Technology is a great tool for keeping you connected, however it can become a huge distraction and prevent you from being truly present in life. Imagine telling a detailed story to a friend and right in the middle of your story they take out the newspaper and start reading it. Checking your cell phone during an in person conversation or meeting has the same effect!
In the beginning of March I was out to dinner with my husband. The restaurant was packed! Midway through our meal he told me to look around the restaurant. Out of about 25 tables (that I could see), all but 2 had at least one person using a cell phone! Now the embarrassing part- I was one of them.
You know the sound of a text message, you feel the “buzz” when it is on vibrate, you can’t help but look! In an article by Heidi Wachter, she states that “research has shown that every time we get a new message or alert, our brains get a hit of dopamine- the novelty is addictive”. But it’s not just cell phones. Today we have computers, televisions (even in our cars), Nooks, Kindles, GPS systems, iPads, iPhones, iPods, iEverything!
The average American spends more than 5 hours a day watching television, 3.5 hours on a computer (up to 6 hours if your job involves being at a desk), and approximately 1 hour a day on a mobile phone. Considering we are only awake between 12-18 hours per day, that’s 65-80% (9.5-12 hours) of our day is spent on “screen time”!
So how much time per day are you on a device? Take this challenge- you will need to commit to a weekday and a weekend day. DON’T CHANGE ANYTHING! Attempt to track your usage. Here were my results: Weekday = 11.25 hours Weekend = 8.75 hours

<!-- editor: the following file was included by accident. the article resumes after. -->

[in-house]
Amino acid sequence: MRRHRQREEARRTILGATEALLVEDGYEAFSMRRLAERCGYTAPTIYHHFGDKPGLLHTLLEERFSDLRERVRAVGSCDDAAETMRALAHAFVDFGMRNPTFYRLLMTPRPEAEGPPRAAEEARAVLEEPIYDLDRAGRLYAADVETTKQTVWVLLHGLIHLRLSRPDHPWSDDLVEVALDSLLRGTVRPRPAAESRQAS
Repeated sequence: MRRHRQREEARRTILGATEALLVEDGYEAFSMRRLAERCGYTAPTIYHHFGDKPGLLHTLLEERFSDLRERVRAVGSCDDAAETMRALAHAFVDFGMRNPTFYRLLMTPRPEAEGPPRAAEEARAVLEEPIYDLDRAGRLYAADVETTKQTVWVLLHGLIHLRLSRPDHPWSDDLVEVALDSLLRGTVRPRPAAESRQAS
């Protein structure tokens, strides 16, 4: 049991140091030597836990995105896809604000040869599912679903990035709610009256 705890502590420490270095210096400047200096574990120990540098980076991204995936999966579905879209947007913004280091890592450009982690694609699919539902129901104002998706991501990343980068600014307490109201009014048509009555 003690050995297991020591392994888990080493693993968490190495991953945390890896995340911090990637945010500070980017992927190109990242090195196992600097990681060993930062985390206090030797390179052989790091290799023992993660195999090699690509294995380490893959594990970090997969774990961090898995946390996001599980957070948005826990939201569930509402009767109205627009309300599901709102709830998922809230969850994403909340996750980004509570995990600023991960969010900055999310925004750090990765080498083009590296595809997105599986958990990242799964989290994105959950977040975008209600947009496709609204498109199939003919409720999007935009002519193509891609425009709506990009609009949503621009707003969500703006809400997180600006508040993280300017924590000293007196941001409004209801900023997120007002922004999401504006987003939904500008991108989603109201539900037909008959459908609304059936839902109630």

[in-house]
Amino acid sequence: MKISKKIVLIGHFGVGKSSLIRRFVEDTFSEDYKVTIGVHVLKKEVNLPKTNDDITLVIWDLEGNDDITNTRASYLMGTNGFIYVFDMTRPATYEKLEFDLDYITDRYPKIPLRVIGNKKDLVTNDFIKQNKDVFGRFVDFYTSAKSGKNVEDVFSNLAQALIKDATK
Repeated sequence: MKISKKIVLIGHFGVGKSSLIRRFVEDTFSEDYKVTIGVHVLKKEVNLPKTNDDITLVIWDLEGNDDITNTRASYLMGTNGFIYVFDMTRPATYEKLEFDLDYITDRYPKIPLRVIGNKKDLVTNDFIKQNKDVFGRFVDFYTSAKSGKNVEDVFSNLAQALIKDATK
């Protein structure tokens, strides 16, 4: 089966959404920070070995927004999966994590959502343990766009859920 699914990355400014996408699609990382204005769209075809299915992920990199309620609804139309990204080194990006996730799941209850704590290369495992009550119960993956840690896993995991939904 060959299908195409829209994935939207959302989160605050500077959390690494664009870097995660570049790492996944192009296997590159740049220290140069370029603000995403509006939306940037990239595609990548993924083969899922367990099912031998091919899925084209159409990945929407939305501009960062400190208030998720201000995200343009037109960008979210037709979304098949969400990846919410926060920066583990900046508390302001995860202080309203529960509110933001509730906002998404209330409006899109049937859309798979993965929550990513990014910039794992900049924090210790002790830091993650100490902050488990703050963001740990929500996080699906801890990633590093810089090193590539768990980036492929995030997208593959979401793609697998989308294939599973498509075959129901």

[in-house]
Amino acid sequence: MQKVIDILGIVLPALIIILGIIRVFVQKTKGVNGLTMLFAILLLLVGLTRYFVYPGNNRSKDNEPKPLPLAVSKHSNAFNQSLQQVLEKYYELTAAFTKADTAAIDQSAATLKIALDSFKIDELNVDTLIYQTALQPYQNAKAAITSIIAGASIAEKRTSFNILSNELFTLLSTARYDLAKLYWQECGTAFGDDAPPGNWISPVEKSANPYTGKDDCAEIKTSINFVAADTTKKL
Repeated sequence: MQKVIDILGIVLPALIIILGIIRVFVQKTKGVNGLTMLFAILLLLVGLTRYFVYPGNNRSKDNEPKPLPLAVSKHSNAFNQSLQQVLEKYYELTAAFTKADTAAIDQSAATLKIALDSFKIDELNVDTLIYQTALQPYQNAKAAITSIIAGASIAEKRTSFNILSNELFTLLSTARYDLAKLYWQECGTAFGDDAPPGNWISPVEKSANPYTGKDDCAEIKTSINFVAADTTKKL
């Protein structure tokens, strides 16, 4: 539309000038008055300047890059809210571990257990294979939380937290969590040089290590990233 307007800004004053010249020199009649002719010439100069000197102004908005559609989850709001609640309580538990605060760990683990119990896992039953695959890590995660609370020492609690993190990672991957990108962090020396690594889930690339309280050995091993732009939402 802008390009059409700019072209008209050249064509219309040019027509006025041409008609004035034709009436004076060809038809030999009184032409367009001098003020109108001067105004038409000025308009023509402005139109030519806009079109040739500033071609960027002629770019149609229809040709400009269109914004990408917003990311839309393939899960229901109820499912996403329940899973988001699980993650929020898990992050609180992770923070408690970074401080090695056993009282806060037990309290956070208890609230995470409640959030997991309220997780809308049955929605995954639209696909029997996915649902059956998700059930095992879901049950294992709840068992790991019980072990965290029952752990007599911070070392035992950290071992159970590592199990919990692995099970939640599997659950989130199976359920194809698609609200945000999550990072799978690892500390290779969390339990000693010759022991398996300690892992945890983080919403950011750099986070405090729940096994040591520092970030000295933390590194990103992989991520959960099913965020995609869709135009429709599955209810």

Now that you have the facts- you can make changes! This won’t be easy, but make the commitment. “Detoxing” needs to become part of your routine just like brushing your teeth!
1. Spend time outdoors.
2. Write (yes, with a pen and paper) your daily tasks, grocery list, and reminders.
3. Read a book (not on a nook, kindle, or ipad), yes, an old fashioned one with pages you can touch and flip.
4. Workout without music. Listen and actually pay attention to the sounds around you instead of using your ipod and headphones.
5. Make your bedroom or other spaces in your home tech free zones.
6. Send a handwritten thank you instead of a text or email.
7. When possible, walk to someone’s office to tell them something instead of writing an email.
8. Practice “tech free” meals. Don’t even bring your phone into a restaurant. Unless you are an “on call” brain surgeon, chances are, it can wait.
9. Write down driving directions on a post-it when possible. You don’t need someone telling you every 5 minutes to “continue on 71” when you know you will be on it for 3 hours!
10. Try not to keep the television on for background noise while doing other household chores.
My advice (and my goal) is to pick 2 or 3 of the tips listed above to work on immediately. Be strategic and start with easy changes. Then, as you succeed, add in another, more challenging goal. Not only will this detox help reduce unnecessary stress, improve concentration, and help you sleep better; it will help you “live in the now” and create a healthy work/life balance.
Colleen Proctor has a degree in Exercise Science from The Ohio State University. She has her Performance Enhancement Specialist Certification from The National Academy of Sports Medicine, Pilates Reformer certification from Balanced Body, and specialized training and certifications in group fitness.